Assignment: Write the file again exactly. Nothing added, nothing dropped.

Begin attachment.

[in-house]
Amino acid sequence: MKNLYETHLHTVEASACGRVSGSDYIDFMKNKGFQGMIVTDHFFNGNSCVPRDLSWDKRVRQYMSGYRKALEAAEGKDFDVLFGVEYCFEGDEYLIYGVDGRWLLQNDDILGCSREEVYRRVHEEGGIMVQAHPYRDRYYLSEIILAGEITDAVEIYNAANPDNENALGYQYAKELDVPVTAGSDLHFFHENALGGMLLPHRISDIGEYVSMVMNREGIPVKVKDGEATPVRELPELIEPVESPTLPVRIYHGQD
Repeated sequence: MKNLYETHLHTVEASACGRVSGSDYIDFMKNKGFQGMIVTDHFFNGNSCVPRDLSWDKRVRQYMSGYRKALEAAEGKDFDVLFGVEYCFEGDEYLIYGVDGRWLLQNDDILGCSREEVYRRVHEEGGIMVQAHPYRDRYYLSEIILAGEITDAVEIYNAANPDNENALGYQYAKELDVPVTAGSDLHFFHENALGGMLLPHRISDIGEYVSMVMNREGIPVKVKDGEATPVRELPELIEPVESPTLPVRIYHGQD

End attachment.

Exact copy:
[in-house]
Amino acid sequence: MKNLYETHLHTVEASACGRVSGSDYIDFMKNKGFQGMIVTDHFFNGNSCVPRDLSWDKRVRQYMSGYRKALEAAEGKDFDVLFGVEYCFEGDEYLIYGVDGRWLLQNDDILGCSREEVYRRVHEEGGIMVQAHPYRDRYYLSEIILAGEITDAVEIYNAANPDNENALGYQYAKELDVPVTAGSDLHFFHENALGGMLLPHRISDIGEYVSMVMNREGIPVKVKDGEATPVRELPELIEPVESPTLPVRIYHGQD
Repeated sequence: MKNLYETHLHTVEASACGRVSGSDYIDFMKNKGFQGMIVTDHFFNGNSCVPRDLSWDKRVRQYMSGYRKALEAAEGKDFDVLFGVEYCFEGDEYLIYGVDGRWLLQNDDILGCSREEVYRRVHEEGGIMVQAHPYRDRYYLSEIILAGEITDAVEIYNAANPDNENALGYQYAKELDVPVTAGSDLHFFHENALGGMLLPHRISDIGEYVSMVMNREGIPVKVKDGEATPVRELPELIEPVESPTLPVRIYHGQD